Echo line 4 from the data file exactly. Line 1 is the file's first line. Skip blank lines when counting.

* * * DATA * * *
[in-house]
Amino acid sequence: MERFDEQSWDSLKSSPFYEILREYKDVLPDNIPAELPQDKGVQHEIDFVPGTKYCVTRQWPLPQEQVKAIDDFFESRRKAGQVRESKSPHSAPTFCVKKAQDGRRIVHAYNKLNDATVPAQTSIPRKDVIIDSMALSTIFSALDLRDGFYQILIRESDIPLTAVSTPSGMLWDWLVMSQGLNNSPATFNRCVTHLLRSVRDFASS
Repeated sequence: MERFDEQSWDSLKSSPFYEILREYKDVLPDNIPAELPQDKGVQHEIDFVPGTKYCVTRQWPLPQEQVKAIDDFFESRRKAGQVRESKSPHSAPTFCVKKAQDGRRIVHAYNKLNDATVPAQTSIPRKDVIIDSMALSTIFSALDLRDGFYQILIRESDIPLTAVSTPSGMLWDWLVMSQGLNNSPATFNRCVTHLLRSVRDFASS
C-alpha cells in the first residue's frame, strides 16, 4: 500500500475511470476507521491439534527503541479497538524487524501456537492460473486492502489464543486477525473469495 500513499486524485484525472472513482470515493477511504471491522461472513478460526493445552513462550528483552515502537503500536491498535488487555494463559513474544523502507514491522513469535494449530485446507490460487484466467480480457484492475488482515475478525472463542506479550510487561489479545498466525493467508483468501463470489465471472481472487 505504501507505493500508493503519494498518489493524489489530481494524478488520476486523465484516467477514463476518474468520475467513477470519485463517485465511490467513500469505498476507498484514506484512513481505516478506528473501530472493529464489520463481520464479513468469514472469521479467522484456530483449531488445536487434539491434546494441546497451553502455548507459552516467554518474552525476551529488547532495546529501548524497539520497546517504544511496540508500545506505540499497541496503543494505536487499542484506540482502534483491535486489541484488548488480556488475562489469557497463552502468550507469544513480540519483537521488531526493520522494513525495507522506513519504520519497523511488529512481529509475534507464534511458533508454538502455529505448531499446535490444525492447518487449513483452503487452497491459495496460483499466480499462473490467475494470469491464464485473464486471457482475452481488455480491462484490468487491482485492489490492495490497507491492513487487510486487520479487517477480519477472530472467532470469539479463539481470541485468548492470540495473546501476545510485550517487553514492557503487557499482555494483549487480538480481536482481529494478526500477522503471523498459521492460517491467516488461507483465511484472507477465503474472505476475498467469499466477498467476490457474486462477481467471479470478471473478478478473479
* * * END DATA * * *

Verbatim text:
C-alpha cells in the first residue's frame, strides 16, 4: 500500500475511470476507521491439534527503541479497538524487524501456537492460473486492502489464543486477525473469495 500513499486524485484525472472513482470515493477511504471491522461472513478460526493445552513462550528483552515502537503500536491498535488487555494463559513474544523502507514491522513469535494449530485446507490460487484466467480480457484492475488482515475478525472463542506479550510487561489479545498466525493467508483468501463470489465471472481472487 505504501507505493500508493503519494498518489493524489489530481494524478488520476486523465484516467477514463476518474468520475467513477470519485463517485465511490467513500469505498476507498484514506484512513481505516478506528473501530472493529464489520463481520464479513468469514472469521479467522484456530483449531488445536487434539491434546494441546497451553502455548507459552516467554518474552525476551529488547532495546529501548524497539520497546517504544511496540508500545506505540499497541496503543494505536487499542484506540482502534483491535486489541484488548488480556488475562489469557497463552502468550507469544513480540519483537521488531526493520522494513525495507522506513519504520519497523511488529512481529509475534507464534511458533508454538502455529505448531499446535490444525492447518487449513483452503487452497491459495496460483499466480499462473490467475494470469491464464485473464486471457482475452481488455480491462484490468487491482485492489490492495490497507491492513487487510486487520479487517477480519477472530472467532470469539479463539481470541485468548492470540495473546501476545510485550517487553514492557503487557499482555494483549487480538480481536482481529494478526500477522503471523498459521492460517491467516488461507483465511484472507477465503474472505476475498467469499466477498467476490457474486462477481467471479470478471473478478478473479